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The Effectiveness of Singing or Playing a Wind Instrument in Improving Respiratory Function in Patients with Long-Term Neurological Conditions: A Systematic Review.

Abstract

Background

Many long-term neurological conditions adversely affect respiratory function. Singing and playing wind instruments are relatively inexpensive interventions with potential for improving respiratory function; however, synthesis of current evidence is needed to inform research and clinical use of music in respiratory care.

Objective

To critically appraise, analyze, and synthesize published evidence on the effectiveness of singing or playing a wind instrument to improve respiratory function in people with long-term neurological conditions.

Design

Systematic review of published randomized controlled trials and observational studies examining singing or playing wind instruments to improve respiratory function in individuals with long-term neurological conditions.

Methods

Articles meeting specified inclusion criteria were identified through a search of the Medline, Embase, PsycINFO, Cochrane Library, CINAHL, Web of Science, CAIRSS for Music, WHO International Clinical Trials Registry Platform Search Portal, and AMED databases as early as 1806 through March 2015. Information on study design, clinical populations, interventions, and outcome measures was extracted and summarized using an electronic standardized coding form. Methodological quality was assessed and summarized across studies descriptively.

Results

From screening 584 references, 68 full texts were reviewed and five studies included. These concerned 109 participants. The studies were deemed of low quality, due to evidence of bias, in part due to intervention complexity. No adverse effects were reported. Overall, there was a trend toward improved respiratory function, but only one study on Parkinson's disease had significant between-group differences.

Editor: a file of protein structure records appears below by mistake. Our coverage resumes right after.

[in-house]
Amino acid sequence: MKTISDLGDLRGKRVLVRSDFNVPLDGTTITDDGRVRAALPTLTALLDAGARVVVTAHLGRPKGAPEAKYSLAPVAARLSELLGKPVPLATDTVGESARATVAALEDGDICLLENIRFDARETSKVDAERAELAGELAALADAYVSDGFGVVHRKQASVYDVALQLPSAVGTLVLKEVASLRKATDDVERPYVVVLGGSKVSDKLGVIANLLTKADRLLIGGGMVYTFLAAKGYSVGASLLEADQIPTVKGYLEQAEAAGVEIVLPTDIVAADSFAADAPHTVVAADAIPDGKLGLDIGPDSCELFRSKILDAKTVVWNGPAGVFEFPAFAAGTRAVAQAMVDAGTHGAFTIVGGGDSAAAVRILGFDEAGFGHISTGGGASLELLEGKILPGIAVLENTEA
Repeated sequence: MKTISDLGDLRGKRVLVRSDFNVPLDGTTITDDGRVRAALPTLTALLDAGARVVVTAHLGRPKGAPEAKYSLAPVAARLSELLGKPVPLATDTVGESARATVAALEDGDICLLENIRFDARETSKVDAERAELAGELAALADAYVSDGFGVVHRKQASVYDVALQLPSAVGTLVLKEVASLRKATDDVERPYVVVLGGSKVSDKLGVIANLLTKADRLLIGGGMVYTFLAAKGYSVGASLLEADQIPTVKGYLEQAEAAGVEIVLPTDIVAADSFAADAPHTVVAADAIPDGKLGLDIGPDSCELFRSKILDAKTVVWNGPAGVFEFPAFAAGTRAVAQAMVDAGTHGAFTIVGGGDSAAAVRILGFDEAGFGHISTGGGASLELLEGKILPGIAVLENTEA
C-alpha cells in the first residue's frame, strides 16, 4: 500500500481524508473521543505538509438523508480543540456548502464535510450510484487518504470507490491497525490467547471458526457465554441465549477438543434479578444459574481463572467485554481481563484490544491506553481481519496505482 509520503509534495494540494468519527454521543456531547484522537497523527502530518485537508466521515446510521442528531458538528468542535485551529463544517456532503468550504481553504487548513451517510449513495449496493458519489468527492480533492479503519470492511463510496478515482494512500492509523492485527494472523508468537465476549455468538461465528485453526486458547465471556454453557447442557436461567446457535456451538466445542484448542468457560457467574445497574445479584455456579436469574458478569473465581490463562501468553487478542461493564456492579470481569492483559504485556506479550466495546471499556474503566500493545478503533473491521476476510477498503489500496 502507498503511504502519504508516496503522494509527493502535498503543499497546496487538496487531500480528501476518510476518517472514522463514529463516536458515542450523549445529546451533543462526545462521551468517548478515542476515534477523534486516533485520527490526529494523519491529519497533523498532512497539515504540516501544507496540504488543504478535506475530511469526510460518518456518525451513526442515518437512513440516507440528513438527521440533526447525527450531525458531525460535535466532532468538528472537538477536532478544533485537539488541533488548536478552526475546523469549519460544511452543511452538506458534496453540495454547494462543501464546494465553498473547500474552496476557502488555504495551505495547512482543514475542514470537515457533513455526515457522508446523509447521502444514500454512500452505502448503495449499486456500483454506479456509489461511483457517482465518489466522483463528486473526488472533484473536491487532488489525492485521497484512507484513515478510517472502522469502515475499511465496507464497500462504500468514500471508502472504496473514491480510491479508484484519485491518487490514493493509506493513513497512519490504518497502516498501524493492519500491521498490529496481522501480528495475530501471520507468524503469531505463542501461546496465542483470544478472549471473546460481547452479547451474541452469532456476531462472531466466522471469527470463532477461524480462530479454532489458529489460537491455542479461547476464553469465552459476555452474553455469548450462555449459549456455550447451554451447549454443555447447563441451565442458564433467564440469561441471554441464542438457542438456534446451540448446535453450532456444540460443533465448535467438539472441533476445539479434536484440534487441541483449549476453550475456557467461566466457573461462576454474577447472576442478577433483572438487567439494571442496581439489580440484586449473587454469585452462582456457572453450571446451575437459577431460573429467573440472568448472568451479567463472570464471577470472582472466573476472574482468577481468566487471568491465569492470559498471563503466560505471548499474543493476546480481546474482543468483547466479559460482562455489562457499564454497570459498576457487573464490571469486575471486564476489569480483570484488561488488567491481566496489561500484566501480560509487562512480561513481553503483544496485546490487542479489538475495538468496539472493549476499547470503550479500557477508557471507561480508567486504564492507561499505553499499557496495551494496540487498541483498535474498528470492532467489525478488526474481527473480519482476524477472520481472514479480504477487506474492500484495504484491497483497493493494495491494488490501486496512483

Conclusions

The positive trend in respiratory function in people with long-term neurological conditions following singing or wind instrument therapy is of interest, and warrants further investigation.

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  • Publisher Full Text
  • Authors+Show Affiliations

    ,

    Department of Neurology, National Neuroscience Institute, Singapore; King's College London, Cicely Saunders Institute, Division of Palliative Care, Policy and Rehabilitation.

    ,

    King's College London, Cicely Saunders Institute, Division of Palliative Care, Policy and Rehabilitation.

    ,

    Respiratory and Critical Care Medicine, Tan Tock Seng Hospital, Singapore.

    King's College London, Cicely Saunders Institute, Division of Palliative Care, Policy and Rehabilitation.

    Source

    Journal of music therapy 54:1 2017 Mar 01 pg 108-131

    MeSH

    Bias (Epidemiology)
    Humans
    Music
    Nervous System Diseases
    Observational Studies as Topic
    Randomized Controlled Trials as Topic
    Respiration
    Singing

    Pub Type(s)

    Journal Article
    Review

    Language

    eng

    PubMed ID

    28391305